-imagebag_as_a_cell

12ktryitjpgimageSTANDARD 3200-03 Students will understand structure and function of cells and organisms.

OBJECTIVE 3200-0302 Investigate cellular structures and functions.

Intended Learning Outcomes:

  • 1a, d. Make observations, measurements, estimations and predictions based on current knowledge.
  • 2a. Identify variables and describe relationships between them.
  • 5a. Know science terminology appropriate to grade level.
  • 6d. Construct tables, graphs, charts, diagrams, and models to describe and summarize data.
  • 7c. Understand that all science is based on observation of natural phenomena, but that all observations are influenced by the observer's prior knowledge, experience, and theoretical perspective.

Background:

  • Learner should know the main parts of a cell.
  • Learner should understand particle movement.

Summary:

Students will use bags as cell models and demonstrate diffusion.

Observations:

Have students observe the properties of iodine solution. (liquid, tan colored) Have students observe what happens to the color of iodine as it comes in contact with starch in the form of bread. (The iodine turns black in the presence of starch it is an indicator of starch.

How might a bag be like a cell? (It can hold things like a cell. The bag would be the cell membrane.)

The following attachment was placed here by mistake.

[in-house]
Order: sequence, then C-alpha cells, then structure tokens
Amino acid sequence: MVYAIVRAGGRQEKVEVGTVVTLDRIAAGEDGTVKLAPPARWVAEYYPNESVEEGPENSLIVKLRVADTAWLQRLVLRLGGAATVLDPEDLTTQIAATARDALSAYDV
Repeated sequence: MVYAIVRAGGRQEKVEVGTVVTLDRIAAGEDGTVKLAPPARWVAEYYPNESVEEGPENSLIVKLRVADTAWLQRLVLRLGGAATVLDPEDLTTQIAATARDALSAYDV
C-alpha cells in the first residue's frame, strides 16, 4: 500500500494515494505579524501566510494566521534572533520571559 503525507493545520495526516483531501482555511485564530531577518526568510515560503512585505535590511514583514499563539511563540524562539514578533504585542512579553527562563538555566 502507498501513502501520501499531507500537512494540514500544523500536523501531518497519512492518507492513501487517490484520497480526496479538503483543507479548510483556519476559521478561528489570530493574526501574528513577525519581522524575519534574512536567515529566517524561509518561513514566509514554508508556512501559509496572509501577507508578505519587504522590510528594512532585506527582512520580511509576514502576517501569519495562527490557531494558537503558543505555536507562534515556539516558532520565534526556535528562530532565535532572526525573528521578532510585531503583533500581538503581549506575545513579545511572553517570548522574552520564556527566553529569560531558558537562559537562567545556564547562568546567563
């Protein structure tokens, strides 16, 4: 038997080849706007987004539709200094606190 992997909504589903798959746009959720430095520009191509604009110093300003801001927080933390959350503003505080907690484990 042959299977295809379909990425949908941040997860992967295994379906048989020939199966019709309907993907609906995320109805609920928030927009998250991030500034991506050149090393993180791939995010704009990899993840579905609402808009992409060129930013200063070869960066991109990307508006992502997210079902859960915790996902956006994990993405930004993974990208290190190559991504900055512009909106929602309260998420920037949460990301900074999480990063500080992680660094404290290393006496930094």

Materials:

For use by the class: Box of cornstarch and iodine solution

For each group of students: small plastic bags, small rubber, bands, 1 - cup measuring cup, scissors, 600 mL beaker, access to warm and lukewarm water

Safety concerns:

glasswaresafetyimageanimalsafetyimagesharpsafetyimageTeachers and students, be sure to keep all Glass, Chemical, and Sharp instrument Safety Rules that are specified by the teacher and in all general laboratory experiences.

Student Procedures:

    1. Add one teaspoon of cornstarch to 1 cup of water. Stir until the cornstarch is dissolved.
    2. Pour the mixture into a small plastic bag. Wrap a rubber band around the top of the bag to seal the bag.
    3. Pour 100 mL of warm water into a 600 mL beaker.
    4. Carefully place the bag with the cornstarch water into the 600 mL beaker.
    5. Let it set for a few minutes and observe what happens.
    6. Answer the following questions:

Why did the water inside the bag turn black?

What part of the cell is the bag like?

Which process occurred, diffusion or osmosis?

Did the starch move out of the bag? How do you know?

Extension:

Are there any other indicators that could be used to show the diffusion of particles across the bag wall?

Does the temperature of the water affect how long it takes for the iodine to move into the cell?

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Updated June 15, 2000 by: Glen Westbroek
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